M1 - Sales evolution and a new paradigm - cost efficiency vs. client enchantment.

C-Level challenged to think about the pros and cons of positioning the company as a premium, client-centric one or as a more commoditized one. 

All departments were challenged to see how their operations impacted different knots of the customer journey and how the customers perceived the different contact points. Real clients gave their testimonials, both positive and negative, to pinpoint areas of excellence as well as areas with room for improvement. 



M2 - Self-knowledge


All executives went through a battery of self-assessment and 360 feedbacks and tools to allow themselves to take a look at the mirror. 

Using certified, validated tools, each executive became more able to understand, recognize, and own what they usually bring to the table in different realms: 


  • Leadership - their preferred styles to lead a team; blindspots and strengths; discomfort and comfort areas

  • Team dynamics: team structure, types and structure of work, team management, and conflict resolution

  • Negotiation profiles: typical behaviors, mindsets, and beliefs of the different negotiation styles and conflict management and how to work with and on them in different situations

M3 - Constructive cultures, diversity, and unconscious biases

The top executives studied and talked to peers in other companies whose clients deem inspirational. 

Such companies were dissected in terms of structure, values, vision, and autonomy considering the different markets in which they operate. 

From there on, we discussed current challenges for the company to increase diversity and facilitated a series of discussions among the top executives so they could devise feasible plans to steer the company towards a more sustainable and inclusive future. 

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Sources: Keller & Price, 2011;  Sanders & Cook, 2012; Sisodia, Sheth, & Wolfe (2007)

M4 - Effective, Value-Creation Negotiations

All executives undertook an extensive training in negotiations.


First, they explored how their profiles (traced in M2) impacted negotiations with peers, subordinates, superiors, and clients. 

Second, through a series of dynamic, fun, and engaging simulations the executives explored how different approaches - competitive and collaborative - can alter the game and the outcomes of a negotiation. 


Third, the executives entered in a series of recorded exercises that emulated their daily reality in negotiations with unions, suppliers, clients, employees, and shareholders.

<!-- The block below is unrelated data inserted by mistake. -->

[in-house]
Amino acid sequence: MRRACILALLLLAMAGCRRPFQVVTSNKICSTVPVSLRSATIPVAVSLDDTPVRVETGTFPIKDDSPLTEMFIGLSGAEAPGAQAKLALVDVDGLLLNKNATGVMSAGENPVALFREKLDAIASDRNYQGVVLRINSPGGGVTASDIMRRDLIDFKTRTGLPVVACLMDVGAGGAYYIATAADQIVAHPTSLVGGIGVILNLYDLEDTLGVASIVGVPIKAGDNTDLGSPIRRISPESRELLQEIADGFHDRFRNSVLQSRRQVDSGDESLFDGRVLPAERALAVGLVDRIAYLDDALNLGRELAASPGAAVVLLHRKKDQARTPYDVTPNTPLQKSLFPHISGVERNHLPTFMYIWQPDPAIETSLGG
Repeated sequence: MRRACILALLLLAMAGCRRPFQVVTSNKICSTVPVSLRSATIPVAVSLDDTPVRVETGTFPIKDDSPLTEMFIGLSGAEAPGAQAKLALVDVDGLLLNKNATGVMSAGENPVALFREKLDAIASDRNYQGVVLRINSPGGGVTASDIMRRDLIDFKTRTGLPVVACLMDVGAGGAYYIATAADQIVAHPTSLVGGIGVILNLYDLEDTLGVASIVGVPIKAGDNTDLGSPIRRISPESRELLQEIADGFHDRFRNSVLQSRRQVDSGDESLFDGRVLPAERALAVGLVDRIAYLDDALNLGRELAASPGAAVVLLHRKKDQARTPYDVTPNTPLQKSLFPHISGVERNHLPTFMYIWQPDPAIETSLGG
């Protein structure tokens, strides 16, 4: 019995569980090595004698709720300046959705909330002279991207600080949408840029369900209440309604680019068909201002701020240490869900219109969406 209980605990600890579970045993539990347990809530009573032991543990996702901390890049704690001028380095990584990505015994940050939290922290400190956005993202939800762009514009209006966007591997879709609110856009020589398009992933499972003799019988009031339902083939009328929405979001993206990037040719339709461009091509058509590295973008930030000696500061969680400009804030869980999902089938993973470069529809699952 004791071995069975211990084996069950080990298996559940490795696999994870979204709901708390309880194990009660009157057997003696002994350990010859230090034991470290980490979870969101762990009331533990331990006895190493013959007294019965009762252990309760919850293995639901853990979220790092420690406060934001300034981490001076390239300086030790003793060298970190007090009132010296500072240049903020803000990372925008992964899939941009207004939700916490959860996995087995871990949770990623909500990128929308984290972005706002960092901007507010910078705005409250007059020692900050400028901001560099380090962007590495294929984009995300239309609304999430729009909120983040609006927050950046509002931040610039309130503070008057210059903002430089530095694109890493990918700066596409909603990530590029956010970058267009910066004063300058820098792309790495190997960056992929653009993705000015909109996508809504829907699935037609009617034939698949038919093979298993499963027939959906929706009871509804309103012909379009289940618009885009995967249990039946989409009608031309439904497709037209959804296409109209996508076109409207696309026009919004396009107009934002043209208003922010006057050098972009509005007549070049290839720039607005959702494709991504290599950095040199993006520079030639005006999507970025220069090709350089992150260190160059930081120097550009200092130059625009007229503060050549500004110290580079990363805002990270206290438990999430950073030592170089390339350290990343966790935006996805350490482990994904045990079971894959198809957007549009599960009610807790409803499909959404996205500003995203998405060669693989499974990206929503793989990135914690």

Finally, through the analysis of the recording, the executives could see for themselves key points to work on including body posture, active listening, empathy, assertiveness, and communication.  

M5 - Strategy, Planning & Execution

Mission, vision, resources and an analytical view from outside -in as well as from inside-out.


The entire program culminated into a real, applicable project that the executives had to develop in groups for the firm. Through the applied project, the executives had the chance to think outside the box, embedding all the previous learning into a pragmatic, real-life project that could boost their areas or provide enhancements for final clients. 

In this module, the executives collaborated with colleagues from different parts of the world to put forth a project that was later pitched to the board. 

  • Program success was huge. The program was cascaded down from the C-Suite to the D-Suite (directors) and middle managers. 

  • The ever-increasing popularity of the program and leadership transformation it brought about led the firm to extend the training to top dealers in the region, selecting the most prominent talents of each dealer to take part in the same training structure.

  • The program success also opened up new fronts of service as we developed a solution-sales training course focused on the life cycle of each B2B client's business vs. the type of products and services the company offered. Through this initiative, the firm set up new partnerships and sales models based on experimental approaches (control vs. experiment) in each they had profit or savings-sharing with their clients